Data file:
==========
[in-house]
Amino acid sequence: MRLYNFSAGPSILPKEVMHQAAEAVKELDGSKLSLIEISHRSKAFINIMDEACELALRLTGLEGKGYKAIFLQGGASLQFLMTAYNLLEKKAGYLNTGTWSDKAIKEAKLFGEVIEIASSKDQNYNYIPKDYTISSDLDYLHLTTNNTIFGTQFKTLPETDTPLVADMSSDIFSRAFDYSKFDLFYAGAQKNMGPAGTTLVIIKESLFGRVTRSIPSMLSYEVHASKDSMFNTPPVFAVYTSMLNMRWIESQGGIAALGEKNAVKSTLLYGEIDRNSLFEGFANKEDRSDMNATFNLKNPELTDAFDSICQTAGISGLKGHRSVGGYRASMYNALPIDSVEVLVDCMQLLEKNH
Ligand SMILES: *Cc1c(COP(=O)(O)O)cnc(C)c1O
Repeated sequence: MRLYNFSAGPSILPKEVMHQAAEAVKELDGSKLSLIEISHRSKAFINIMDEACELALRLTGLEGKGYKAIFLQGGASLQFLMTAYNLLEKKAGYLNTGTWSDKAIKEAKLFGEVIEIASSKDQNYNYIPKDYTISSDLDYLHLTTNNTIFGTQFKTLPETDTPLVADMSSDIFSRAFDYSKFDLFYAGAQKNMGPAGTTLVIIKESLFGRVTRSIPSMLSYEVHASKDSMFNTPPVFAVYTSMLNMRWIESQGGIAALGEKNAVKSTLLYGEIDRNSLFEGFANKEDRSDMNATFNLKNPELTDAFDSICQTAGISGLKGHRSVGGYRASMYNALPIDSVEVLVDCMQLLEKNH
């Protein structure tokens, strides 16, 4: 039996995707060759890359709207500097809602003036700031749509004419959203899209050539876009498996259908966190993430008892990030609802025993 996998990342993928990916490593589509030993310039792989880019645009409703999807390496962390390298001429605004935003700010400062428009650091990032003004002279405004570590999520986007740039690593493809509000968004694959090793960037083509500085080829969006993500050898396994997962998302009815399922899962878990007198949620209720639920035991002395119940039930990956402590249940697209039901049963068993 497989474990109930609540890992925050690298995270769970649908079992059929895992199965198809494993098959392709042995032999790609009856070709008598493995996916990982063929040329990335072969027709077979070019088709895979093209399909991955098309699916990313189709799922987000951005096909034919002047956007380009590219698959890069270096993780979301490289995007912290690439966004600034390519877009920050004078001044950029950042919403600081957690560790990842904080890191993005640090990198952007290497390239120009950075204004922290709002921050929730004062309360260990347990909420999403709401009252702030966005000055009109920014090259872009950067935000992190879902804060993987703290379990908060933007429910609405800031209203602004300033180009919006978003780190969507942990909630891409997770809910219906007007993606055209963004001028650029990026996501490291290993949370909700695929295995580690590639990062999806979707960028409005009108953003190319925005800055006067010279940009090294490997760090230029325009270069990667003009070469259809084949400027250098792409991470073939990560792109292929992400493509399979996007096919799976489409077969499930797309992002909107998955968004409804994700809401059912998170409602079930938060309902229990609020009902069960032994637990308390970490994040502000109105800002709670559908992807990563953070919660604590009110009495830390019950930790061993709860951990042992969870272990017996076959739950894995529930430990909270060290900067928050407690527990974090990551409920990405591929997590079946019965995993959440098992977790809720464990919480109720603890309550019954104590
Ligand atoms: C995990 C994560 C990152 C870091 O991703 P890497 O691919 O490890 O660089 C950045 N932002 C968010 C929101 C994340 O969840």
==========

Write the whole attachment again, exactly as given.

[in-house]
Amino acid sequence: MRLYNFSAGPSILPKEVMHQAAEAVKELDGSKLSLIEISHRSKAFINIMDEACELALRLTGLEGKGYKAIFLQGGASLQFLMTAYNLLEKKAGYLNTGTWSDKAIKEAKLFGEVIEIASSKDQNYNYIPKDYTISSDLDYLHLTTNNTIFGTQFKTLPETDTPLVADMSSDIFSRAFDYSKFDLFYAGAQKNMGPAGTTLVIIKESLFGRVTRSIPSMLSYEVHASKDSMFNTPPVFAVYTSMLNMRWIESQGGIAALGEKNAVKSTLLYGEIDRNSLFEGFANKEDRSDMNATFNLKNPELTDAFDSICQTAGISGLKGHRSVGGYRASMYNALPIDSVEVLVDCMQLLEKNH
Ligand SMILES: *Cc1c(COP(=O)(O)O)cnc(C)c1O
Repeated sequence: MRLYNFSAGPSILPKEVMHQAAEAVKELDGSKLSLIEISHRSKAFINIMDEACELALRLTGLEGKGYKAIFLQGGASLQFLMTAYNLLEKKAGYLNTGTWSDKAIKEAKLFGEVIEIASSKDQNYNYIPKDYTISSDLDYLHLTTNNTIFGTQFKTLPETDTPLVADMSSDIFSRAFDYSKFDLFYAGAQKNMGPAGTTLVIIKESLFGRVTRSIPSMLSYEVHASKDSMFNTPPVFAVYTSMLNMRWIESQGGIAALGEKNAVKSTLLYGEIDRNSLFEGFANKEDRSDMNATFNLKNPELTDAFDSICQTAGISGLKGHRSVGGYRASMYNALPIDSVEVLVDCMQLLEKNH
């Protein structure tokens, strides 16, 4: 039996995707060759890359709207500097809602003036700031749509004419959203899209050539876009498996259908966190993430008892990030609802025993 996998990342993928990916490593589509030993310039792989880019645009409703999807390496962390390298001429605004935003700010400062428009650091990032003004002279405004570590999520986007740039690593493809509000968004694959090793960037083509500085080829969006993500050898396994997962998302009815399922899962878990007198949620209720639920035991002395119940039930990956402590249940697209039901049963068993 497989474990109930609540890992925050690298995270769970649908079992059929895992199965198809494993098959392709042995032999790609009856070709008598493995996916990982063929040329990335072969027709077979070019088709895979093209399909991955098309699916990313189709799922987000951005096909034919002047956007380009590219698959890069270096993780979301490289995007912290690439966004600034390519877009920050004078001044950029950042919403600081957690560790990842904080890191993005640090990198952007290497390239120009950075204004922290709002921050929730004062309360260990347990909420999403709401009252702030966005000055009109920014090259872009950067935000992190879902804060993987703290379990908060933007429910609405800031209203602004300033180009919006978003780190969507942990909630891409997770809910219906007007993606055209963004001028650029990026996501490291290993949370909700695929295995580690590639990062999806979707960028409005009108953003190319925005800055006067010279940009090294490997760090230029325009270069990667003009070469259809084949400027250098792409991470073939990560792109292929992400493509399979996007096919799976489409077969499930797309992002909107998955968004409804994700809401059912998170409602079930938060309902229990609020009902069960032994637990308390970490994040502000109105800002709670559908992807990563953070919660604590009110009495830390019950930790061993709860951990042992969870272990017996076959739950894995529930430990909270060290900067928050407690527990974090990551409920990405591929997590079946019965995993959440098992977790809720464990919480109720603890309550019954104590
Ligand atoms: C995990 C994560 C990152 C870091 O991703 P890497 O691919 O490890 O660089 C950045 N932002 C968010 C929101 C994340 O969840």